Bahamas will remain a ‘hot market’ for years to come
NASSAU, BAHAMAS — The Bahamas Real Estate Association (BREA) president has cautioned against ‘panic selling’ in the wake of Hurricane Dorian.
In an interview with Eyewitness News Online, Christine Wallace-Whitfield said the association was aware there were “vultures” trying to take advantage of the emotional turmoil due to the record storm.
Wallace-Whitfield said, “I would encourage everyone to take a deep breath, let the emotion and turmoil of the historic storm Dorian and its aftermath to settle before making any rash decisions.
“The Bahamas will remain a hot market for years to come and I would just urge people not to rush on any decision.
She continued, “We know there are vultures out there but we hope there is no panic selling which would only affect the value of other properties. Deep breath all around. The Bahamas people love, both local and ex-pat, is still The Bahamas we all love.”
“Our main concern is ensuring we can provide housing for all the persons displaced from the hurricane in Abaco and Grand Bahama. Many people have relocated to New Providence and there is a shortage in supply of rentals,” she said.
Wallace-Whitfield noted that when talking about property values it is very important to distinguish Grand Bahama and Abaco, as they are two different islands with unique property situations.
“Property values in the affected islands likely will see a price reduction as many properties are damaged and the economy will take a while to recover. However, there will be a demand for rentals in those areas for people working in the construction industry helping in the rebuilding efforts,” she said.
“Dorian will have less immediate property value impact on Grand Bahama where a largely local population is now in the process of figuring out the way forward with regard to repairs or rebuilding in most areas, though different, of course, at East End,” Wallace-Whitfield said. “There, the long-term impact will be about zoning, coastline management and matters related to climate change where property owners have already suffered severe loss of beachfront. May be looking at a whole new and different kind of building, maybe even stilt homes, a lot of solar, wind or hydro power.”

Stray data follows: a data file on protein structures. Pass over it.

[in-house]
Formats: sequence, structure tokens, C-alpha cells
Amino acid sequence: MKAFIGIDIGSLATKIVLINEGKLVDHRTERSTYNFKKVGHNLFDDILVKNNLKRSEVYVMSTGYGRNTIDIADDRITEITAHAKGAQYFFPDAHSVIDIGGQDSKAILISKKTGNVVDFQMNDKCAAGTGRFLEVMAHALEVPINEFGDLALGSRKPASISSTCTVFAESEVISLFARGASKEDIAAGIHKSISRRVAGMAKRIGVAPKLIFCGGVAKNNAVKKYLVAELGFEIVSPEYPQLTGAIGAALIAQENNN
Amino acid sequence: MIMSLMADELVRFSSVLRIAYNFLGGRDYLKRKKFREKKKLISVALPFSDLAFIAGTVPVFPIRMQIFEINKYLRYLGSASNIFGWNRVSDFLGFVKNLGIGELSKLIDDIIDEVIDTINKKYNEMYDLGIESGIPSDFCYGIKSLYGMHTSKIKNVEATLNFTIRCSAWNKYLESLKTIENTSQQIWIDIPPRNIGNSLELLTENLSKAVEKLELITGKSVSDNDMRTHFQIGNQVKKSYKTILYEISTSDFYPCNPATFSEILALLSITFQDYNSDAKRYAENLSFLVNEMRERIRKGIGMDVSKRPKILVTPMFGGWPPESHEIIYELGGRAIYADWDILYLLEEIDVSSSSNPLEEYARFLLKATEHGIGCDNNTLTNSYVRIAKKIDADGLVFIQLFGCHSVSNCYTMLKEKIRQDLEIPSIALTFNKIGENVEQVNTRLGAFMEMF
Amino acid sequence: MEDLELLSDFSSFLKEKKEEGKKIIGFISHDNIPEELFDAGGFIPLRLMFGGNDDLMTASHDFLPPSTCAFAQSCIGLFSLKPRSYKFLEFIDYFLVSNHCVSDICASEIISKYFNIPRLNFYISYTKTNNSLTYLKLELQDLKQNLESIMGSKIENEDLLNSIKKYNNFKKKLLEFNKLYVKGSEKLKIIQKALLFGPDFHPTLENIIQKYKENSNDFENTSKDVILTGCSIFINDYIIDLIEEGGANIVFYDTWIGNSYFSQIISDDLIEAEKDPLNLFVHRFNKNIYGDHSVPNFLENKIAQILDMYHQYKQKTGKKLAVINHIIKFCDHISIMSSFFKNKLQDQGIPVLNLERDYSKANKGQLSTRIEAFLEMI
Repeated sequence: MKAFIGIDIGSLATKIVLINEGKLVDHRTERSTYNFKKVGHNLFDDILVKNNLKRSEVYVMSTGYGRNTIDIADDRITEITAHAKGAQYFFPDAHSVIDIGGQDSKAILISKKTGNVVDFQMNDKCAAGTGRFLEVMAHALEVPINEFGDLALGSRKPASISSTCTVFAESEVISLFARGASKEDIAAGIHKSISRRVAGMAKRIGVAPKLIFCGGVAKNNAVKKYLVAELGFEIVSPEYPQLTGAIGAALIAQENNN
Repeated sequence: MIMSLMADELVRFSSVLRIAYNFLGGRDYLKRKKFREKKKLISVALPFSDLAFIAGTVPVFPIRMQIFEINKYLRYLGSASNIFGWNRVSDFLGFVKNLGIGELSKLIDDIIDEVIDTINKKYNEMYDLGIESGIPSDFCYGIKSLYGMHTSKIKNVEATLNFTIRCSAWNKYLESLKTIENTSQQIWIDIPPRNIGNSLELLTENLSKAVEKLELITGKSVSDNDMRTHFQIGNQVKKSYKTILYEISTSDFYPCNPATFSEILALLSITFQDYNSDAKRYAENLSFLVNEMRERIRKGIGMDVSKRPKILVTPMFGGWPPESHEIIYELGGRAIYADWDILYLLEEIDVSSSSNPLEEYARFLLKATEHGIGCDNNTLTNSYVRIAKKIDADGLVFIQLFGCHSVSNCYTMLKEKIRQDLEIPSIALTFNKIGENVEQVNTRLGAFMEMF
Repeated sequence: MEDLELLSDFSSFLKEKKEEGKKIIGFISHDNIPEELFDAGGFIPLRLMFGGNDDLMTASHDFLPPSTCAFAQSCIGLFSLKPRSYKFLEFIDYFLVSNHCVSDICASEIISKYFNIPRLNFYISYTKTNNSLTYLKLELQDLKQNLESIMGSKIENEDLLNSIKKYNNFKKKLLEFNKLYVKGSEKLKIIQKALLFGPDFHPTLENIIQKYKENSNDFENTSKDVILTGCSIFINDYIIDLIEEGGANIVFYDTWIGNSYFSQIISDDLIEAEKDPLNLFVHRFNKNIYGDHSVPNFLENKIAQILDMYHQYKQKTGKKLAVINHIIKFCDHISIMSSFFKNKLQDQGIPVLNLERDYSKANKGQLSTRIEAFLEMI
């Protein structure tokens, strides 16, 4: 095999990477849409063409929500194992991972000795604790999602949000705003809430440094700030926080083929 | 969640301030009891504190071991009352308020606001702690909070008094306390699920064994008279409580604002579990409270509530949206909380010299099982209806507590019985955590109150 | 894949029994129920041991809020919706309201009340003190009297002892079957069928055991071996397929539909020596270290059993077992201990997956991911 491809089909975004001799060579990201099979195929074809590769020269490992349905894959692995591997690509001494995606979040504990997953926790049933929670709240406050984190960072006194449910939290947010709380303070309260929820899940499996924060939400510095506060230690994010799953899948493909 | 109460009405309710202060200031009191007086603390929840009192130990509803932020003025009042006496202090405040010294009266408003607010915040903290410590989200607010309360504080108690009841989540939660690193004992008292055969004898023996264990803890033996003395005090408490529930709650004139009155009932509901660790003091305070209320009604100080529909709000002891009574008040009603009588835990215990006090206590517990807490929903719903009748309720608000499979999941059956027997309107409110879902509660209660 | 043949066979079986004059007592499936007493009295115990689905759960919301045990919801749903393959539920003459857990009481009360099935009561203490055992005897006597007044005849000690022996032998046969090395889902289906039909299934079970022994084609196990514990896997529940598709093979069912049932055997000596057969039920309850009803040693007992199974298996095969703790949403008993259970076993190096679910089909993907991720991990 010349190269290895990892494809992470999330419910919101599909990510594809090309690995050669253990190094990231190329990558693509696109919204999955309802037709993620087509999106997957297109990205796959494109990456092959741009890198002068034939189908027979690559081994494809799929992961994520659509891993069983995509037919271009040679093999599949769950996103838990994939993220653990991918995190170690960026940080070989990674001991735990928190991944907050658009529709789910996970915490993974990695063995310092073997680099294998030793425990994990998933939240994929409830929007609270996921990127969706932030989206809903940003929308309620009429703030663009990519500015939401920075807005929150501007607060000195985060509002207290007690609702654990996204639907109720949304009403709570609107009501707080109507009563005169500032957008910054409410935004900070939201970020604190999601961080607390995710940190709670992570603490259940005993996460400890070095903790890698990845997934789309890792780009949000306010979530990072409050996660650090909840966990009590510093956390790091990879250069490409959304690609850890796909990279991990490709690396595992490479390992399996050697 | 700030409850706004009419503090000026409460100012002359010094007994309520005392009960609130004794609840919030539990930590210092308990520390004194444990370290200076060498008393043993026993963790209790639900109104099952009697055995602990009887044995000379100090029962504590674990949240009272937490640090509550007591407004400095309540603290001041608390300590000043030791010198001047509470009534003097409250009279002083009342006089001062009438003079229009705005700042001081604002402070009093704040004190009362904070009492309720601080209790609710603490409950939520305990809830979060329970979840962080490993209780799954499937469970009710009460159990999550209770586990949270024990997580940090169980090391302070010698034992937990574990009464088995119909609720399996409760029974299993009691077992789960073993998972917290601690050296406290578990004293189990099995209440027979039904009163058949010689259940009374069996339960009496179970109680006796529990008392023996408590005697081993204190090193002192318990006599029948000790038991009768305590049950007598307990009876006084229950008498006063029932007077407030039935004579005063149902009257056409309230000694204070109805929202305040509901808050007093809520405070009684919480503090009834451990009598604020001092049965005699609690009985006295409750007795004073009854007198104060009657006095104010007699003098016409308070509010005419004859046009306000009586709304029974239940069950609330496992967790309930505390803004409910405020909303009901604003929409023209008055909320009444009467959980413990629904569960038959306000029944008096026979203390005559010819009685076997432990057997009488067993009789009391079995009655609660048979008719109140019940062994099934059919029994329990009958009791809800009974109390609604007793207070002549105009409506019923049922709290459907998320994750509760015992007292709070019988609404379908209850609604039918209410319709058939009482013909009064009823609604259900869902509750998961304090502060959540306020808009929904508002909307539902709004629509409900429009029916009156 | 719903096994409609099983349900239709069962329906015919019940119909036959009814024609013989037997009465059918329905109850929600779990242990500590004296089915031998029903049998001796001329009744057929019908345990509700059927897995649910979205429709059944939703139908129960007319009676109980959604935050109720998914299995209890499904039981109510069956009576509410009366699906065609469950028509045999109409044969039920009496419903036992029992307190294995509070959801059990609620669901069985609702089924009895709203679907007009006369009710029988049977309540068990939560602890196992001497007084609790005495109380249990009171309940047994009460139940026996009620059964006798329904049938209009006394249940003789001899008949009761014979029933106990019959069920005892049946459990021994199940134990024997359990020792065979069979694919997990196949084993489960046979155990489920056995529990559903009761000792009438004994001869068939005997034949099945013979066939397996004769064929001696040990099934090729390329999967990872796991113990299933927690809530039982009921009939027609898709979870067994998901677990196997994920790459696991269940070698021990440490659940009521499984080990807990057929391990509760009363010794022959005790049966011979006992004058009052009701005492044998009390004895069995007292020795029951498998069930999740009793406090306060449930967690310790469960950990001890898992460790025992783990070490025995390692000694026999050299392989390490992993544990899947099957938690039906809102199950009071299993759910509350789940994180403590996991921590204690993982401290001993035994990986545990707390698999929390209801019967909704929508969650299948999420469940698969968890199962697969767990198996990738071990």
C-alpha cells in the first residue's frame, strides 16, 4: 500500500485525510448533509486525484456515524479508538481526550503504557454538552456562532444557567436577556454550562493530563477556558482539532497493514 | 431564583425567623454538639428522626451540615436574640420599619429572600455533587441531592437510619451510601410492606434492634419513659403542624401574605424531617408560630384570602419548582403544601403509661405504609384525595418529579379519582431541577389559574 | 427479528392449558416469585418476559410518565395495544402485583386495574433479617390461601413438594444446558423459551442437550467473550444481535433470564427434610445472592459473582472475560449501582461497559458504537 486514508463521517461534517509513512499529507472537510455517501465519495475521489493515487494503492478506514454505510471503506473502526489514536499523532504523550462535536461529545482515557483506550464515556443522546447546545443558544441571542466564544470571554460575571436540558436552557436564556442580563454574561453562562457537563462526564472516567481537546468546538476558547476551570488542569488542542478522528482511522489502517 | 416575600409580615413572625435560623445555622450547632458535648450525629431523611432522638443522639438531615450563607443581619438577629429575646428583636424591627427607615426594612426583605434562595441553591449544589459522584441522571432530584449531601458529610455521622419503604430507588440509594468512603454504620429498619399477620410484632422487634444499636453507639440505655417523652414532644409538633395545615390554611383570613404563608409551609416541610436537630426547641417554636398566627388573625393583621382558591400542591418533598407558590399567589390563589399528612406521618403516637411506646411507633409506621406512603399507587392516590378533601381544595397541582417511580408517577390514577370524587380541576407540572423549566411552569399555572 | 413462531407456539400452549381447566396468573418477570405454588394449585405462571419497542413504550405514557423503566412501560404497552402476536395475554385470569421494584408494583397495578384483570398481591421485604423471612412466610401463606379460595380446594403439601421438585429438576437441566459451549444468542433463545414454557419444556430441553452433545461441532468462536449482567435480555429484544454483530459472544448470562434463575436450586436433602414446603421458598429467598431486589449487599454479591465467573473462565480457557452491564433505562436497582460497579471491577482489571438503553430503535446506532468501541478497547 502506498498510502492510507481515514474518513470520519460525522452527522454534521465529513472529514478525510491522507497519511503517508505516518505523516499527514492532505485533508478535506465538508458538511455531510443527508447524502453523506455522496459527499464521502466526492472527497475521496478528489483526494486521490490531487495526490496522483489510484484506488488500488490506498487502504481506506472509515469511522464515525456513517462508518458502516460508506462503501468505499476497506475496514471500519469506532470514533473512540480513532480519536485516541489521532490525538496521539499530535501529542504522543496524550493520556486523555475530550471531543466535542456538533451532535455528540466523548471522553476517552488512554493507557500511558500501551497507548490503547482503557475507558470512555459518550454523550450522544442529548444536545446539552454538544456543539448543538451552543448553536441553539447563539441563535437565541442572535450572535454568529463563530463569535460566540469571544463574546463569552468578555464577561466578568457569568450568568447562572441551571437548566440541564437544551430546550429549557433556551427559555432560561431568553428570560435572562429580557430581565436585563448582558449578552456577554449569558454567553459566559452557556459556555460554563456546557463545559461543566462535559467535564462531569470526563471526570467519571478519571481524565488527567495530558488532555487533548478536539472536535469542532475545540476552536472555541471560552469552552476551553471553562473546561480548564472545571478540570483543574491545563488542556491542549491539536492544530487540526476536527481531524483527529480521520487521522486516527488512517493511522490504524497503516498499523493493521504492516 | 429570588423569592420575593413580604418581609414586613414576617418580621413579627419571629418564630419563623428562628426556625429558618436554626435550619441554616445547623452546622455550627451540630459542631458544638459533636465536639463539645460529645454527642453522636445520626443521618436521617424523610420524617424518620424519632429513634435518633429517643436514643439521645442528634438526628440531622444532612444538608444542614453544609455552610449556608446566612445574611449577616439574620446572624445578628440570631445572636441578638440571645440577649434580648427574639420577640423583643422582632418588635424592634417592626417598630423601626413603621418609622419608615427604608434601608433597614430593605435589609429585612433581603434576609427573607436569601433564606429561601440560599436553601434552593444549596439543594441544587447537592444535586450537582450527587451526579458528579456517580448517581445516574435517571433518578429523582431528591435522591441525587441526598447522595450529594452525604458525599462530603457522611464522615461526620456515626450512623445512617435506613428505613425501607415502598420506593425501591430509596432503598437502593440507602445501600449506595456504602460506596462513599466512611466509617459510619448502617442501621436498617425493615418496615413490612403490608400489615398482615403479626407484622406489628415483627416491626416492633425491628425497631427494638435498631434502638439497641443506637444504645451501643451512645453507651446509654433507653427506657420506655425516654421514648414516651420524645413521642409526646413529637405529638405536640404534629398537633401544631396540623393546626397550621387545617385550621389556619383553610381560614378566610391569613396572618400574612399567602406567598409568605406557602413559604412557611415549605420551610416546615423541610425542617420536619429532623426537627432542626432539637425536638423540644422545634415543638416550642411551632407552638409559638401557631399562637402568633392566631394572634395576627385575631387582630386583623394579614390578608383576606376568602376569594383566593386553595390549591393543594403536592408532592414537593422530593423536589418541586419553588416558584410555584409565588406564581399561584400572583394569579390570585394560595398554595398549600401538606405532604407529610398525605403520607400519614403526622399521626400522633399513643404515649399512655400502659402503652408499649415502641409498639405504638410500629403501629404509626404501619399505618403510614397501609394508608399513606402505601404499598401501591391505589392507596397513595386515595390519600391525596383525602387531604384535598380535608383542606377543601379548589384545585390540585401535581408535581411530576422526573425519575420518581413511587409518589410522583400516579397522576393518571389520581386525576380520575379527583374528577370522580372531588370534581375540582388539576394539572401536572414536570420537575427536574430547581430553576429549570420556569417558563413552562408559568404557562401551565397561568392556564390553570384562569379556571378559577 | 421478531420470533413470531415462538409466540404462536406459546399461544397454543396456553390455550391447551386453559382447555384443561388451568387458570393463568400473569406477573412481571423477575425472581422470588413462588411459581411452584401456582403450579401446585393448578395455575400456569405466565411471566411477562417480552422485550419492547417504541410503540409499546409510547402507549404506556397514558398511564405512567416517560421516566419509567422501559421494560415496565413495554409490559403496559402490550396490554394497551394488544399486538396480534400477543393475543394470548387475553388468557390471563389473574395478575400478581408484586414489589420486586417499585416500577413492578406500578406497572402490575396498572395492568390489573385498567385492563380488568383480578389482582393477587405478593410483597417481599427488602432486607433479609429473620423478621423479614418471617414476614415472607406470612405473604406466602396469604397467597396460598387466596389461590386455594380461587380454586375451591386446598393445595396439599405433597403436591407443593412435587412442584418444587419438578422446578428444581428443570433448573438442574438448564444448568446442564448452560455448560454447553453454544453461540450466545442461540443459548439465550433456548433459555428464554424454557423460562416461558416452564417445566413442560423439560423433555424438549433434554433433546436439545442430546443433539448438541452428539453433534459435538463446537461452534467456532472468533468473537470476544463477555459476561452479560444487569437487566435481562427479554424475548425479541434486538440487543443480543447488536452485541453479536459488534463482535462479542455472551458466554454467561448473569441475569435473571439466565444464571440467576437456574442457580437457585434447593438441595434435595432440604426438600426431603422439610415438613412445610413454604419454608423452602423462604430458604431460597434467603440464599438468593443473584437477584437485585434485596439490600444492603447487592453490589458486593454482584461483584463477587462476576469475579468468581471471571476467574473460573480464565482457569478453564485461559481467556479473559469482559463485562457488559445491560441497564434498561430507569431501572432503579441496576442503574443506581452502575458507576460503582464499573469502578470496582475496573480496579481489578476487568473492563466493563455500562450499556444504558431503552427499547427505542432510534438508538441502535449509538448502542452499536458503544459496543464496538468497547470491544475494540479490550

The BREA president noted that Abaco is dependent to a much larger extent on second homeowner market.
“For those whose homes were severely damaged or destroyed, the decision to rebuild will be dependent on a number of factors that are somewhat out of the actual homeowner’s control – if they were insured and want to rebuild, can they get insurance, will their community qualify for coverage going forward?
Wallace-Whitfield continued: “What provision will be made to ensure that there will be communication and a consistent power supply? Will there be an increase in property tax for foreigners to cover some of the expense to rebuild? The thing is there is a lot of competition for the second homeowner in the market now — Cayman, for instance, making it very attractive, and Florida, our number one competitor.”
Prime Minister Dr. Hubert Minnis announced on Sunday that East Grand Bahama, Abaco and the Abaco Cays will be designated as special economic recovery zones for an initial period of three years. The model of the zones and the tax benefits and incentives mirror established economic empowerment zones created in several inner-city communities in New Providence.
Minnis said residents in the impacted zones will also receive up to 50 per cent valued-added tax (VAT) credit on the sale of real property, “provided that such sale will be immediately followed by material construction on or enhancement to the property or the utilization of the purchased property to material commercial activity”.
Properties that are underdeveloped, not repaired or refurbished to habitable conditions will not benefit from the concession,” Minnis said.
Commenting on that announcement, Wallace-Whitfield said: “This is great news to assist in the reconstruction and recovery of the affected islands. This tax incentive will definitely be a great incentive for people to rebuild their lives without having to be concerned about additional taxes.
“This is also a reminder for home and business owners in the country to ensure you have adequate hurricane and flood insurance for your property as we are prone to these events in our region.”
She continued, “With regard to distressed properties, excellent idea to invite investment groups or investors to buy multiple units. Excellent opportunity for Bahamians looking for investment. Occupied properties are more valuable and less of a safety hazard than unoccupied and can be readily transformed into temporary or longer-term leasing options for those displaced by Dorian.
“Each investor or group can specify requirements for rights to occupy, including repairs,” Wallace-Whitfield added.